Tuesday, March 3, 2009

Is Pharmacology at Harvard Medical School Being Taught By Drug Companies, or Professors?

The good name of Harvard Medical School has been a bit sullied these days. The NY Times details the general ickitude in an article about a couple of bold medical students who came forward with the idea that perhaps it was not right to learn about drugs from people who made money--and one can only assume lots of it--moonlighting as speakers touting the wonders of the very drugs about which they were supposed to teach with disinterest. One choice tidbit: one of the students meekly asked a pharm professor about the side effects of cholesterol drugs, and apparently got "belittled" in reply. A fellow med student named Matt Zerden did some online checking afterward and discovered that said professor was a paid consultant to 10 drug companies, including five makers of cholesterol treatments. Bravo, future Doc Zerden and your fellow activists! The article notes that the American Medical Student Association has given Harvard an "F" for how poorly it monitors and controls the relationship between its faculty and big pharma, though its Ivy-league cousin the University of Pennsylvania got an "A." The silver lining may be that the new dean, Dr. Jeffrey S. Flier, wants to make some changes and has convened a committee to re-examine Harvard's policies. Billy's Blog promises to hope for the best and report on any changes should they become known to him.

Better still is that the Harvard student activists, while holding a demonstration to call attention to the problems inherent in such laissez-faire policies, were photographed by an employee of Pfizer in what appears to be a creepy kind of surveillance project. Senator Charles Grassley (R-Iowa), who is investigating the relationships between the pharmaceutical industry and physicians, is looking into the shenanigans. Go Chuck! (I have delivered my one endorsement for a Republican in the year 2009.)

One last recommendation for the truly interested is to check out the comments section to the main article (on Harvard's ethics issues, the first link above). The "Editor's Selections" include at least two hum-dingers, with a reasoning process that would bring a smile to Rush Limbaugh's face (see comment #11 from RichardN, Idaho, and #16 from Dr. O, Michigan). Apparently the Editors feel a need to represent letters both pro and con, regardless of how well the comments are written. The "Readers Recommendations" I find to be more telling of what a highly literate, sophisticated group like NYT readers think of the comments, and--no surprise, this--the above comments don't arouse much sympathy.

Women in Medicine

Okay, I said I was going to hold off for a few weeks pending some urgent work, but I couldn't resist.

Billy has of late become a fan of the Bioethics Discussion Blog, thoughtfully led by Dr. Maurice Bernstein. A long-standing blog, one can literally scroll through several hundred discussions on various ethical issues involving modern medicine. The most recent post concerns the shifting gender demographics in the medical profession and references an op-ed in the February 25 edition of JAMA ("The Feminization of Medicine and Population Health," by Dr. Susan Phillips and Emily Austin). Dr. Bernstein provides a long quote where the authors discuss matters such as the differences in proportion of women physicians in primary care fields versus subspecialties, and concludes that this may have an impact on overall health care given that primary care fields are much more likely to be "longitudinal" in nature. (For the lay-readers, that's fancy medical terminology for "you have a long-standing relationship with your physician.") The authors conclude:

"Either way, as women increasingly enter medicine and become generalists, rather than being a liability by not working excessively long hours or abandoning parenting, the quality of the care they provide may result in improved population health.”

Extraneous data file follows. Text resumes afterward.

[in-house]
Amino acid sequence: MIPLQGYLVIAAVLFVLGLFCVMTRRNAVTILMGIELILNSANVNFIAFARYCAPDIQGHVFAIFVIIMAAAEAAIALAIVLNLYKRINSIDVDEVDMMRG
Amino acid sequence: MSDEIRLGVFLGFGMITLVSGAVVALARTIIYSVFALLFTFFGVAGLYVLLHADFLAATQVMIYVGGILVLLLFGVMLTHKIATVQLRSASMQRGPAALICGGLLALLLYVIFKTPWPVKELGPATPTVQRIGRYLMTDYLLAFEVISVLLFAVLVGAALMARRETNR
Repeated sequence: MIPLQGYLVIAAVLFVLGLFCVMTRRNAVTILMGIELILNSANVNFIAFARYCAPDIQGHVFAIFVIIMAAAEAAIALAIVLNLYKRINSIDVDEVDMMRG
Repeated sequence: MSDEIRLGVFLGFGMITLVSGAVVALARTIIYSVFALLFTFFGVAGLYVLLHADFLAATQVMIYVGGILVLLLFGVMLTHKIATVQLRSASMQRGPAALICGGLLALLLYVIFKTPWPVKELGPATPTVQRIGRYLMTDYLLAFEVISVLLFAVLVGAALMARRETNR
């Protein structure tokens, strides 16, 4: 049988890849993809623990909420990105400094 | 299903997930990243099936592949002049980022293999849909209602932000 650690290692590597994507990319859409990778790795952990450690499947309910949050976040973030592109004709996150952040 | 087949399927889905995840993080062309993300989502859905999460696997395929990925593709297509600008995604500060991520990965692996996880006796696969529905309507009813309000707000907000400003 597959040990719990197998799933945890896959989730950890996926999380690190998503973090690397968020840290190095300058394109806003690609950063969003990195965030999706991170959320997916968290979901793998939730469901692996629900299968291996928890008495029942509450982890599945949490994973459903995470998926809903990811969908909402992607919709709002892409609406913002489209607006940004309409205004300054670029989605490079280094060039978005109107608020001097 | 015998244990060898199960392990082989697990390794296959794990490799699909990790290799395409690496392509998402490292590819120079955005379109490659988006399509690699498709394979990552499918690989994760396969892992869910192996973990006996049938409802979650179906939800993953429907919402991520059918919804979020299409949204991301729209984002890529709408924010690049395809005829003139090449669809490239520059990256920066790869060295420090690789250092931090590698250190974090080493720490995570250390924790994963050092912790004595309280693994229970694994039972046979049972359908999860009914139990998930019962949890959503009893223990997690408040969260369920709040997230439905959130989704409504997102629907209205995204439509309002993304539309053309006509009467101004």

Billy, being the good card-carrying let's-all-sing-kum-ba-ya liberal that he is, poses no objection to the massive influx of women into the ranks of physicians. However, he does want to take issue with the reasoning that the authors use here.

Though not quite explicit, they seem to imply an argument from utility: we should all be appreciative of the "feminization of medicine" since it may result in improved population health! And Billy disdains mixing arguments about moral rightness with those involving utility. To wit: "the government should be utilized to improve the genetic stock of its people." This was one of the most common refrains heard 100 years ago by prominent eugenicists, of both progressive and conservative political leanings, and that bedrock utilitarian notion formed the basis of mass-sterilization campaigns of people who at the time were thought to be "genetically inferior" but would now be described with one very simple word: "poor." Similar utilitarian arguments have formed the basis of many if not most of the mass slaughters perpetrated on various populations throughout the 19th and 20th centuries (slavery, the Holocaust, Stalinism, the Cultural Revolution, the Khmer Rouge...have I missed anything?). Of course, no such ugly intent can be imputed to the authors of this article; my point is that the rhetoric of utility is the wrong approach to take.

Additionally, the problem that a utility-based argument poses for their cause is if it turns out that large numbers of female physicians (whether primary-care or otherwise) do not improve overall population health. Assuming this could be studied at all (of which Billy is highly skeptical), should we abandon female applicants to medical schools if we discover in study after study that female physicians provide either no benefit or even a decline in care? (In the comments section of the link, "obdoctom" asserts the latter, arguing that the takeover of OB/GYN by women in the past decade has only made patient care worse.) Billy would argue "no," that the reason why you have just as many qualified women as men admitted to medical school is because it's the right thing, and not because of some possible population benefit down the road. There may well be positive effects wrought by the change--indeed, how could there not be?--but such changes are merely a happy consequence of, and not the reason for, that change.

UPDATE: A follow-up to the know-nothingness of George Will and his poorly-reasoned articles on global warming takes place over at The Daily Howler (March 2), but if you want the aw-shucks defense of the editorial staff as to how an influential columnist could be allowed to print pure fantasy, feel free to check out the WaPo's ombudsman's column.